Comfort Zone or Danger Zone?

When things are going your way watch out! You may be living in the danger zone. For many churches and spiritual leaders when we live in comfort we may actually be in more danger than when we live in a time of crisis. Comfort subtly seeks up and robs churches and pastors of their vision and passion. When all the bills are paid, and the people are getting along it is easy to fall asleep at the wheel like a drowsy driver on a long straight stretch of “driving in place” across the Panhandle of Texas. Crisis creates urgency, passion and at times panic, but comfort lures people into complacency, simply going through the motions.

Mark Driscoll, pastor of Mars Hill in Seattle, warns about the dangers of comfort in his book Confessions of a Reformission Rev. He diagnoses the dangers of comfort in a very direct and disturbing way for many of us who find ourselves going through the motions in ministry.

“The comfort zone is the place a church commonly falls into once they learn how to survive…At this point, the propensity is for the church to settle in, accept its size, and slip into a mode of maintenance. At some point, the people will move away or die, others will get bored, and slowly the church will begin a cycle of decline unless it intentionally reinvents itself missionally to continue to grow by taking risks in an effort to reach lost people for Jesus.”

Sadly, this appears to be the place that most churches in America find themselves. Awash in a sea of people, churches have become closer to country clubs than hospitals, and slipped into the comfort zone. Statistics bear out this reality in harsh numbers that report that 70-90% of churches in America are either on a plateau or declining. Frank Page, president of the Southern Baptist Convention, recently confessed he believed that most of the SBC church will die a slow death over the next twenty years—dying of “cancer of the comfort”.

Where did the fire go? Do we need a spiritual awakening in the pew or in the pulpit? Are we the proverbial frog in the kettle that has been slowly cooked by our changing culture environment?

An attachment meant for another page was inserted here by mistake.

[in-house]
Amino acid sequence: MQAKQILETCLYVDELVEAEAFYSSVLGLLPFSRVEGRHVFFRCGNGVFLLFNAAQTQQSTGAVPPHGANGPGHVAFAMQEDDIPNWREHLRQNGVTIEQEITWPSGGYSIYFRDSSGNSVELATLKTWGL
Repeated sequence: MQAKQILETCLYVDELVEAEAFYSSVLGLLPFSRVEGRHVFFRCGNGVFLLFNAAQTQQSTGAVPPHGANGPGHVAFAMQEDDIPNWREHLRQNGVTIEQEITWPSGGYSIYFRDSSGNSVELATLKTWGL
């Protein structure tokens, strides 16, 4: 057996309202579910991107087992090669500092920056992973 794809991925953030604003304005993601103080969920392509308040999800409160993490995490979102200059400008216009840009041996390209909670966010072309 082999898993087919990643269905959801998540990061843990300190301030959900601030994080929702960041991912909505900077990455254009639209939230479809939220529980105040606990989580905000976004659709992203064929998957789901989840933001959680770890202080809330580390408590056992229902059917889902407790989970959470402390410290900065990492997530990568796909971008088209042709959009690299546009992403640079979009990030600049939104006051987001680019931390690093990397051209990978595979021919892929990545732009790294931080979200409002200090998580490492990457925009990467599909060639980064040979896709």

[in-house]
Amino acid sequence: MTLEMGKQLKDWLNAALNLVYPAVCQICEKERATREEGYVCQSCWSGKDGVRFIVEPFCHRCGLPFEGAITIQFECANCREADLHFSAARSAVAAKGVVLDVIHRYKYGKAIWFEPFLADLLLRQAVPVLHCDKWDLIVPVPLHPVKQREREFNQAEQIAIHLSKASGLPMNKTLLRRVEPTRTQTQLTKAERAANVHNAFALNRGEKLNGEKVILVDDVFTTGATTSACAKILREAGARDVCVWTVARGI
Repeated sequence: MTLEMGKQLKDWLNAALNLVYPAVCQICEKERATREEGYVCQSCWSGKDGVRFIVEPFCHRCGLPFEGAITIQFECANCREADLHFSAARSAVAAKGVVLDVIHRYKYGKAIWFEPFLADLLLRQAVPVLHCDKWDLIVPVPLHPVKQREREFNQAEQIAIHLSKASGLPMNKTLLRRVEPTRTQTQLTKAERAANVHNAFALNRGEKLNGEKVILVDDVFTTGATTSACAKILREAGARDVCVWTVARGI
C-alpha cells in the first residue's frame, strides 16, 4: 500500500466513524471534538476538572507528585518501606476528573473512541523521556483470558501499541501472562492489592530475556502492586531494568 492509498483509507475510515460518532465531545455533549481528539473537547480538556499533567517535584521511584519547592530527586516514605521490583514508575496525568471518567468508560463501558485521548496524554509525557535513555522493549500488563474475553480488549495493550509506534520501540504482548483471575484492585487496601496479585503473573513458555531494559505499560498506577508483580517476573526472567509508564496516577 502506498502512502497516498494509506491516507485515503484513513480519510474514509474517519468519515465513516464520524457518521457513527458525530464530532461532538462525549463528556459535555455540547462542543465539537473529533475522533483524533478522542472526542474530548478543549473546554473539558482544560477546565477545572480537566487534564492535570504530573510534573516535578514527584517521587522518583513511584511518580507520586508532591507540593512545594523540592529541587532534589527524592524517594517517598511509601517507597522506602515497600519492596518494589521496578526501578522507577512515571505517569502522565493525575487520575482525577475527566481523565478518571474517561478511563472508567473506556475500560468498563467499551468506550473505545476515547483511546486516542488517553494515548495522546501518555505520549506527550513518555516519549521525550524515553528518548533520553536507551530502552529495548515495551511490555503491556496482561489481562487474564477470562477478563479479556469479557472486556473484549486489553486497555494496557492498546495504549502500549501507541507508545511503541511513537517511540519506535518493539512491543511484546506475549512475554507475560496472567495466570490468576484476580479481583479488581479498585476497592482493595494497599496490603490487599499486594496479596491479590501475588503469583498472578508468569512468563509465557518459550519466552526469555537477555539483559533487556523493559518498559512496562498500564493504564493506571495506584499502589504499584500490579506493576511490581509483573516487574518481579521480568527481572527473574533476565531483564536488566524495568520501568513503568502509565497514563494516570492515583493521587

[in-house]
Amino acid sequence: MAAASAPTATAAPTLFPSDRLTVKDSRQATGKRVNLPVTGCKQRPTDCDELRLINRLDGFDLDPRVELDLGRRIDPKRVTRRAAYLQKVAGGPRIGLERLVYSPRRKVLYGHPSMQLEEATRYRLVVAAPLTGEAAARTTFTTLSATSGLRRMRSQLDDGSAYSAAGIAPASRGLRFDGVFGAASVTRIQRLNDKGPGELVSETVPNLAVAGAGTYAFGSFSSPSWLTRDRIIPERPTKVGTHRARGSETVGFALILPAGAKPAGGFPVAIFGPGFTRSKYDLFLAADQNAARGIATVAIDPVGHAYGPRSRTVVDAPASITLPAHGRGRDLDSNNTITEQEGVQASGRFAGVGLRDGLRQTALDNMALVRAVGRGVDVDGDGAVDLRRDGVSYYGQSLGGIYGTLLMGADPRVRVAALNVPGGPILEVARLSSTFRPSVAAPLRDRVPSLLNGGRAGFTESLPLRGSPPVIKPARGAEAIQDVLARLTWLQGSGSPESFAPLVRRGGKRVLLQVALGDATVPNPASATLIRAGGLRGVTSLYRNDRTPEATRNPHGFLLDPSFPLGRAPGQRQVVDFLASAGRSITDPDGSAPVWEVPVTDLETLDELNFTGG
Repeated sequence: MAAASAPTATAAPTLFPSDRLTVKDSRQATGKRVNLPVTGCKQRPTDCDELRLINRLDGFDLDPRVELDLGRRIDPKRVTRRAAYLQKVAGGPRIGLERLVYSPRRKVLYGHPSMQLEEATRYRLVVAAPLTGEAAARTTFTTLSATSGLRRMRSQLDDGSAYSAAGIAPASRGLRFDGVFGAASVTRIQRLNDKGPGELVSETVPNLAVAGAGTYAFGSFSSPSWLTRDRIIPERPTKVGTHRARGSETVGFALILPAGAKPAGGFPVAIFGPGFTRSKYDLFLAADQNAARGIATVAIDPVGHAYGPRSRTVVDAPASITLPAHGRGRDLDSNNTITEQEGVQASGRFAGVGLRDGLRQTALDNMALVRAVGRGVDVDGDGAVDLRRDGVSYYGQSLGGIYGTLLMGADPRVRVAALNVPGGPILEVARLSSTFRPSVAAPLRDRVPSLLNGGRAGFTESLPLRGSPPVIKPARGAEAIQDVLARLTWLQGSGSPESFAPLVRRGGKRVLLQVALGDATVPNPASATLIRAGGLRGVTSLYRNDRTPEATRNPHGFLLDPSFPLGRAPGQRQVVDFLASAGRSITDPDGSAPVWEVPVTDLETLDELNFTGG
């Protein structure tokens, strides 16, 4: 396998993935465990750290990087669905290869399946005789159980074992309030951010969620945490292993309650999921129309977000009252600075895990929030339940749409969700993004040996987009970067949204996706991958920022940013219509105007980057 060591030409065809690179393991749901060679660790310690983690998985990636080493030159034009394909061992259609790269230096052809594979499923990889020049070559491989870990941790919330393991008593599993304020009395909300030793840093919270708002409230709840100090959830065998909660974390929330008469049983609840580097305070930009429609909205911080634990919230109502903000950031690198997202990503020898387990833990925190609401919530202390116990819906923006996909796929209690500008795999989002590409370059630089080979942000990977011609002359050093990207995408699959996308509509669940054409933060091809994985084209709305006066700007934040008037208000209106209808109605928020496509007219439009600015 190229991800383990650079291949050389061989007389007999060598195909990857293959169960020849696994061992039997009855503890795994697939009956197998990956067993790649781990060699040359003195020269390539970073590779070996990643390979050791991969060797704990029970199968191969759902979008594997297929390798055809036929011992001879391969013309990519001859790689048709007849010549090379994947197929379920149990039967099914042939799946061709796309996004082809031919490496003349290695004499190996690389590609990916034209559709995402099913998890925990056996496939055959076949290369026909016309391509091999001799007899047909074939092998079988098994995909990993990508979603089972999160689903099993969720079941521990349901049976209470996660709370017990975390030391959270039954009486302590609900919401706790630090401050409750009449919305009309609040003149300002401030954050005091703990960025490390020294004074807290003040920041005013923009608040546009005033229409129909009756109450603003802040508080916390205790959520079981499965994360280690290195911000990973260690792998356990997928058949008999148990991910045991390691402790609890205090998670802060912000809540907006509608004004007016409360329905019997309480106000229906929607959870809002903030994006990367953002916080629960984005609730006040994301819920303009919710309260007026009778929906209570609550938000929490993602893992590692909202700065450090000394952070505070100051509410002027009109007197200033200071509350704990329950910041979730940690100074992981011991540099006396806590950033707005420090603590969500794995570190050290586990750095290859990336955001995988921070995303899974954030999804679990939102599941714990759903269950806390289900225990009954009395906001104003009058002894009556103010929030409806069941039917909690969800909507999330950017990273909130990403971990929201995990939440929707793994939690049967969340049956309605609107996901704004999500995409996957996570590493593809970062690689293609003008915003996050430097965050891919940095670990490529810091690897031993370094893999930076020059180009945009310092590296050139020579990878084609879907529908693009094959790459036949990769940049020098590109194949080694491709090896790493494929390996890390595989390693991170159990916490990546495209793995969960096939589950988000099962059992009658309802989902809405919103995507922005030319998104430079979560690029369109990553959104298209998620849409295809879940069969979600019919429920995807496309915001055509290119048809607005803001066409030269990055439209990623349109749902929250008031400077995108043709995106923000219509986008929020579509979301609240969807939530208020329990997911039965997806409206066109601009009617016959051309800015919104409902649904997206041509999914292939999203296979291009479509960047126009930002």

Jesus and Paul stand out as clear biblical examples of leaders who had an unquenchable spirit about reaching people and changing the world. Even when Jesus had the “whole city at the door” he was not satisfied to stay put and establish his own version of a mega-church, but rather slipped away unannounced to touch the surrounding villages—because “that is why I have come.” In similar fashion Paul was relentless in his pursuit of people for the sake of the Kingdom. Paul noted to his friends in Corinth that “I have become all things to all men so that by all possible means I might save some” (1 Cor. 9:22b).

How often can we honestly say we have used “all possible means” to reach our community? Watch out when things are going good, you just might doze of and miss the next turn toward becoming all God wants you to be.





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5 responses to “Comfort Zone or Danger Zone?

  1. Around the world, the persecuted church is where God-sized things continue to happen. Throughout the history of the church, hasn’t it been during times of persecution when the church has thrived the most? That being the case, why does the American church spend so much time and energy trying to make the practice of our faith more comfortable? Amazing, when you think about it. Great insights, David. Thanks!

  2. Another name for “comfort zone” is a rut. Definition of a rut is a grave with the ends kicked out.

  3. Lee

    The spiritual awakening we need must come from both pew and pulpit. The fire of the Spirit can’t fit in our planned, programmed services that are entertainment and consumer oriented. I think we are afraid of the Spirit’s moving among us, and we try to avoid it. We’ve taught a couple of generations of pastors and missionaries to rely on their great language skills in interpreting scripture, and on their own personal charisma and talent to impress and entertain people from the pulpit. Repentance is hard to come by.

  4. KGray

    There’s a lot about repentance lately on Baptist blogs so I’m wondering:

    Do Baptists believe in corporate repentance? Do churches or other organizations repent? How about public repentance, do Baptists believe in it beyond initial repentance for salvation?

    I know you can’t make people repent. But in the OT leaders like Moses publicly said “we have sinned” even if they didn’t participate in it. And Paul wanted the church at Corinth to grieve over sin in their midst. Old-fashioned revivals may have led to mass repentance, but that seems to be fading as our education and sophistication increase. Can it happen today, when the emphasis is so much more on personal, private, individual faith? Is there any teaching on or current examples of group repentance?

  5. KGray, repentance in a techincal sense is something done by individuals. However, I have been in one or two churches where a draft of apology was approved by the congregation and delivered to an individual they believed had been wronged in their midst. Probably wouldn’t hurt to see more of that.

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